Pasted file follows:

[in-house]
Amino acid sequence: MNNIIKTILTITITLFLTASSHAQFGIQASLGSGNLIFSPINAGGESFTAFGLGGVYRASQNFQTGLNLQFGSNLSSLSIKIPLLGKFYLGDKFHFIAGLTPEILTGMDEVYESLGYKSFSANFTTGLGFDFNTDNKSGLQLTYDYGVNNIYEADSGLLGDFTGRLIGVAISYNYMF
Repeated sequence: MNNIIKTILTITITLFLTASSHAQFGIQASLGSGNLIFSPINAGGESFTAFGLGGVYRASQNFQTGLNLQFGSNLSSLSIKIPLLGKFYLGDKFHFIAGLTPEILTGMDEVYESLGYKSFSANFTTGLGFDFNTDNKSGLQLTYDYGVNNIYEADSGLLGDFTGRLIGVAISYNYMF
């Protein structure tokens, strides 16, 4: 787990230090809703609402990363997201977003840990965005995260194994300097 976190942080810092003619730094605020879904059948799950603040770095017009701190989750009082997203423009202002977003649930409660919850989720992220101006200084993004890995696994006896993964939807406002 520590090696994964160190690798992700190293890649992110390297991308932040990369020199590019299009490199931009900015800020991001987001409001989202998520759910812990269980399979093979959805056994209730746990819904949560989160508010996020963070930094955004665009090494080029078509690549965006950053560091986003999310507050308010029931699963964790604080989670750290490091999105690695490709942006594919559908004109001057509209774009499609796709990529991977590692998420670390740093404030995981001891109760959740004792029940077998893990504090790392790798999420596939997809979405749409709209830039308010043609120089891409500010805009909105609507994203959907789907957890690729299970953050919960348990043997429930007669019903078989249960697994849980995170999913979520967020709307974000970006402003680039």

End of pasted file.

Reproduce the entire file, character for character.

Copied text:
[in-house]
Amino acid sequence: MNNIIKTILTITITLFLTASSHAQFGIQASLGSGNLIFSPINAGGESFTAFGLGGVYRASQNFQTGLNLQFGSNLSSLSIKIPLLGKFYLGDKFHFIAGLTPEILTGMDEVYESLGYKSFSANFTTGLGFDFNTDNKSGLQLTYDYGVNNIYEADSGLLGDFTGRLIGVAISYNYMF
Repeated sequence: MNNIIKTILTITITLFLTASSHAQFGIQASLGSGNLIFSPINAGGESFTAFGLGGVYRASQNFQTGLNLQFGSNLSSLSIKIPLLGKFYLGDKFHFIAGLTPEILTGMDEVYESLGYKSFSANFTTGLGFDFNTDNKSGLQLTYDYGVNNIYEADSGLLGDFTGRLIGVAISYNYMF
């Protein structure tokens, strides 16, 4: 787990230090809703609402990363997201977003840990965005995260194994300097 976190942080810092003619730094605020879904059948799950603040770095017009701190989750009082997203423009202002977003649930409660919850989720992220101006200084993004890995696994006896993964939807406002 520590090696994964160190690798992700190293890649992110390297991308932040990369020199590019299009490199931009900015800020991001987001409001989202998520759910812990269980399979093979959805056994209730746990819904949560989160508010996020963070930094955004665009090494080029078509690549965006950053560091986003999310507050308010029931699963964790604080989670750290490091999105690695490709942006594919559908004109001057509209774009499609796709990529991977590692998420670390740093404030995981001891109760959740004792029940077998893990504090790392790798999420596939997809979405749409709209830039308010043609120089891409500010805009909105609507994203959907789907957890690729299970953050919960348990043997429930007669019903078989249960697994849980995170999913979520967020709307974000970006402003680039």